Sometime around the turn of the 21st century, construction will be far enough along to enable the third tunnel to deliver water to much of the city. Engineers will then be able to close one of the other tunnels to make inspections and repairs.
With the swivel of a faucet, New Yorkers drink and bathe in water that is pulled downstream by gravity from the Catskill Mountains and the watersheds of the Croton and Delaware rivers, through 6,000 miles of tunnels, aqueducts, and pipes to each of the 800,000 commercial and residential buildings along its route.
The delivery process is differing from that of water systems in other big cities. Only about 10 percent of New York's water is pumped and filtered. Cities such as St. Louis, Cincinnati, and Louisville rely on river water that must be pumped and treated.
NEW YORK'S water supply system is the result of a remarkable feat of engineering that has contributed mightily, according to experts, to the technology of constructing dams and aqueducts.
The system was pushed into the hinterlands 150 years ago by farsighted planners, who obtained the rights to vast stretches of upstate watershed. The city has built three major reservoir systems over a period of 125 years that collect up to 550 billion gallons in rainfall and runoff.
``[New York's water supply system] is the envy of professionals throughout the country,'' said Jim Hayes, a spokesman for the American Waterworks Association of Denver. ``You couldn't build that system today.''
Despite the accolades, three droughts in the last decade, combined with the growing water demands of 8 million users, are taxing New York's aging water storage and transmission system, some of whose parts date as far back as 1870.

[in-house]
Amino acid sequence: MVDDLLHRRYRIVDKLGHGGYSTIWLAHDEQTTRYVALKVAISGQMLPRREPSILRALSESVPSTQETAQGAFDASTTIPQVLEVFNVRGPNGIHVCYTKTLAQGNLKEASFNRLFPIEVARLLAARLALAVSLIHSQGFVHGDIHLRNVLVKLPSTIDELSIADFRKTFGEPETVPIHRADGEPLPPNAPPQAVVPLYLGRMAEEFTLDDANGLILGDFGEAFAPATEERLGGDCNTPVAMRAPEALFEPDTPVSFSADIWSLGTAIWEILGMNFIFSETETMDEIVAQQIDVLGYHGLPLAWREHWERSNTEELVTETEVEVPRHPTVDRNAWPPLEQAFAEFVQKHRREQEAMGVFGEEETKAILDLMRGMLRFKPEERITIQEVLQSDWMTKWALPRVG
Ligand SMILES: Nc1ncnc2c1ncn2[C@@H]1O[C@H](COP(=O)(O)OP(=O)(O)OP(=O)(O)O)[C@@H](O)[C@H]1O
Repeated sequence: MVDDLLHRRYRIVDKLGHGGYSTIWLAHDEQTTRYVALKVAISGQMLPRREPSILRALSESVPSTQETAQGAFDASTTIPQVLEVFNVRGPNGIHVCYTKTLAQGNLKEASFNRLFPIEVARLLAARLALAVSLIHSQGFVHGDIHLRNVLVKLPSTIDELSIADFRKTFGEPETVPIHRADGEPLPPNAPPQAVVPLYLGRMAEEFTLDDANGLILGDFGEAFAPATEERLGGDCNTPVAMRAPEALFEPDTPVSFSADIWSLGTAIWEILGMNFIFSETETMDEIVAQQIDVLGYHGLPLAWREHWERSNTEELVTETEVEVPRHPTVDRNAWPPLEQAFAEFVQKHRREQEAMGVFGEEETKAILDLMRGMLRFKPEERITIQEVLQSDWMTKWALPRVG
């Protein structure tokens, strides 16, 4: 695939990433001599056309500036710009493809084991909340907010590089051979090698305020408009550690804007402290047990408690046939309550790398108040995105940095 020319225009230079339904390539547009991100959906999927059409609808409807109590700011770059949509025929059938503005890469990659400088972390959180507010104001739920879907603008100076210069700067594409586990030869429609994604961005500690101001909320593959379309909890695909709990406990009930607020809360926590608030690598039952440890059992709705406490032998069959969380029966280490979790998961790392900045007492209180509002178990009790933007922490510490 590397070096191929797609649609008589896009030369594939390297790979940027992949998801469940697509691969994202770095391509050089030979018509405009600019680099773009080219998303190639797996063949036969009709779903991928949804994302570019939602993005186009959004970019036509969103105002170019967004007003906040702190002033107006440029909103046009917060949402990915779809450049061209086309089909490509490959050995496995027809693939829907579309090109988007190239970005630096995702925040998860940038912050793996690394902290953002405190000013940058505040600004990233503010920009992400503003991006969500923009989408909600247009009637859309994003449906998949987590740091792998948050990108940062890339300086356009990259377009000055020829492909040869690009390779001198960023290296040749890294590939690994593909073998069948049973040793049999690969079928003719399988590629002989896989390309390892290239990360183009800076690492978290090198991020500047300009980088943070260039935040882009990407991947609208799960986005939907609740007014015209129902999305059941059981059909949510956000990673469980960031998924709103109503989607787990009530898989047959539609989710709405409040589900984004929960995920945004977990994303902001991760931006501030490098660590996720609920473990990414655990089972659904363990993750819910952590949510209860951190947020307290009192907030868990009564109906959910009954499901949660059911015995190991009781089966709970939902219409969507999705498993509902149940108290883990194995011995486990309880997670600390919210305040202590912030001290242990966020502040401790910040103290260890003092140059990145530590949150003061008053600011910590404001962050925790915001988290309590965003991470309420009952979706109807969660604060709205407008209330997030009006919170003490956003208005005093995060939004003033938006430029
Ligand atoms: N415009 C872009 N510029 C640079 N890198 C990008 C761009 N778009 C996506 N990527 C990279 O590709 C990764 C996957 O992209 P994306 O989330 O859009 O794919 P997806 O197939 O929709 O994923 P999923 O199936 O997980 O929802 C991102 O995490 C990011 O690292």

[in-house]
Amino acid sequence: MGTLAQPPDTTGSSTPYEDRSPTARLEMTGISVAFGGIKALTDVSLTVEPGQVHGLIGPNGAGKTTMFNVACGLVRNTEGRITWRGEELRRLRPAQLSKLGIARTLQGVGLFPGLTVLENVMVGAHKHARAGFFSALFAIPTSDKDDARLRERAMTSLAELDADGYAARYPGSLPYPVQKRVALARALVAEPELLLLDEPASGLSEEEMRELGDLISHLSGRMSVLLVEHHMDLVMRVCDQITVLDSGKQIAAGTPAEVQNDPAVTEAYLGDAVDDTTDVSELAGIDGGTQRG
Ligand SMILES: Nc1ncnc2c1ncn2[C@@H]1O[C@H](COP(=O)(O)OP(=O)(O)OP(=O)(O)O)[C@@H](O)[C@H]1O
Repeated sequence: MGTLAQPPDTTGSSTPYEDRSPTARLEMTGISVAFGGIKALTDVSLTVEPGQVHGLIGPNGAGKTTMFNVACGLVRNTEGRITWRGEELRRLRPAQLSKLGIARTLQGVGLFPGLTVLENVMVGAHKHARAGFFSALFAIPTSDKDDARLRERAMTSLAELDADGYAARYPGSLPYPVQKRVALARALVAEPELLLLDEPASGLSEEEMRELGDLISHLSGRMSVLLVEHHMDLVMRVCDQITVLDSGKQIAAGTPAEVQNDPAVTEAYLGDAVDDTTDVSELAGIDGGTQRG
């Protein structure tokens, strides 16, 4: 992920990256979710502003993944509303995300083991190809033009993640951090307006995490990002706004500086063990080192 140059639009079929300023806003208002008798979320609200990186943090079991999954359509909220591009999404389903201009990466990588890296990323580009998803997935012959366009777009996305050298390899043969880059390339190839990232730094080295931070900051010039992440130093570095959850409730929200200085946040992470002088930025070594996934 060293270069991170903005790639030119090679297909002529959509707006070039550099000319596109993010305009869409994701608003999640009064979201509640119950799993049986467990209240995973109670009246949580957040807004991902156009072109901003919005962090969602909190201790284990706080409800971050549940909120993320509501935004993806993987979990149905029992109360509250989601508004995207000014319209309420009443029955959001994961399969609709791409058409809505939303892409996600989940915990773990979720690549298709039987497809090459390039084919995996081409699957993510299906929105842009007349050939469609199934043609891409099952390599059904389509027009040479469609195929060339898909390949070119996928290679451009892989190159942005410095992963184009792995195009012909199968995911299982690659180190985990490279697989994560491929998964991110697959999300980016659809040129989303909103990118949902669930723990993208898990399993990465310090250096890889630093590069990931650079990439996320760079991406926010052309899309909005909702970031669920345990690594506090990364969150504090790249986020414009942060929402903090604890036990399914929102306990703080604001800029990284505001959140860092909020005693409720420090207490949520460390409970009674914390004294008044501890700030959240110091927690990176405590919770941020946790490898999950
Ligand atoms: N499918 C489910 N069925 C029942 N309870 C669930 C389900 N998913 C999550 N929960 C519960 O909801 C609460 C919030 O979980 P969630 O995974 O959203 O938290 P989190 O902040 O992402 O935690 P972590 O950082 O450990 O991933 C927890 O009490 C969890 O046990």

New York's businesses, residents, and industry use a large amount of water and have been increasing their consumption yearly, from 1.1 billion gallons a day in 1960 to 1.4 billion in 1970. New York's water consumption has now swollen to an average of 1.5 billion gallons a day, well above the mayor's goal of 1.1 billion.
Despite the increases, the city is attempting to expand the supply of its reservoirs by cutting per capita consumption. To do this, the city recently enacted regulations requiring ultra-low-flow fixtures for toilets. Water officials believe that in 10 years the fixtures will save 20 million gallons of water per day. The city is also working to meter actual water consumption in each building, and it is spending $100 million annually to detect and repair leaking water mains.
In a fenced-in area on Roosevelt Island in the East River, 140 sandhogs enter the third water tunnel each weekday in three shifts around the clock. They are lowered in a cage down an 800-foot shaft to the tunnel's muddy floor, where they drill holes, install bolts and wire mesh on the face of the red-banded rock, and continue lining the tunnel with concrete.
Many sandhogs have fathers, grandfathers, and even great-grandfathers who mined silver and gold as well as subway and water tunnels. Though proud of their craft, they see some irony in all of their sweat and toil.
``Here we are, breaking our backs in this tunnel,'' said sandhog Adin Sullivan, during a lunch break. ``But we'll never live long enough to see it finished.''
Leaning against a battered locker, he chewed on a hamburger and added, ``But hey, maybe our grandkids will drink from it.'' Tonight, NOVA (PBS) will include the third water tunnel in its special report on ``The Hidden City.'' Check local listings for the time.